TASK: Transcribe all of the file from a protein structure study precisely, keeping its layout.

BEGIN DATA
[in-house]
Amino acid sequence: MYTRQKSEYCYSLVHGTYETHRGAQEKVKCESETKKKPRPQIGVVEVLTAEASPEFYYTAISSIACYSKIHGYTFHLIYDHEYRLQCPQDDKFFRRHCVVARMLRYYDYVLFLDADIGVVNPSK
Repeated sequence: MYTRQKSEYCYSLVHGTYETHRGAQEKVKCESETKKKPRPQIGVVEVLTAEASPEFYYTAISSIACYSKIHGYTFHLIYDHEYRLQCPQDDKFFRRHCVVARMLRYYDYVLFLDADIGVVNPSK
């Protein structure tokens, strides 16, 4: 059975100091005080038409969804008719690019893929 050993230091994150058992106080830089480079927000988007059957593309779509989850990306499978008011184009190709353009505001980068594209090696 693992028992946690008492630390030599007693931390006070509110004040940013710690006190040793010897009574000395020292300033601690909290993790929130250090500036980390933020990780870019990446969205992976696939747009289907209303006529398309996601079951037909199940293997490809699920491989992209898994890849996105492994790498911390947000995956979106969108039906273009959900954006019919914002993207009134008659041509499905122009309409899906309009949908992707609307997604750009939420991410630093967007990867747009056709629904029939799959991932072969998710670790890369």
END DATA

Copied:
[in-house]
Amino acid sequence: MYTRQKSEYCYSLVHGTYETHRGAQEKVKCESETKKKPRPQIGVVEVLTAEASPEFYYTAISSIACYSKIHGYTFHLIYDHEYRLQCPQDDKFFRRHCVVARMLRYYDYVLFLDADIGVVNPSK
Repeated sequence: MYTRQKSEYCYSLVHGTYETHRGAQEKVKCESETKKKPRPQIGVVEVLTAEASPEFYYTAISSIACYSKIHGYTFHLIYDHEYRLQCPQDDKFFRRHCVVARMLRYYDYVLFLDADIGVVNPSK
């Protein structure tokens, strides 16, 4: 059975100091005080038409969804008719690019893929 050993230091994150058992106080830089480079927000988007059957593309779509989850990306499978008011184009190709353009505001980068594209090696 693992028992946690008492630390030599007693931390006070509110004040940013710690006190040793010897009574000395020292300033601690909290993790929130250090500036980390933020990780870019990446969205992976696939747009289907209303006529398309996601079951037909199940293997490809699920491989992209898994890849996105492994790498911390947000995956979106969108039906273009959900954006019919914002993207009134008659041509499905122009309409899906309009949908992707609307997604750009939420991410630093967007990867747009056709629904029939799959991932072969998710670790890369």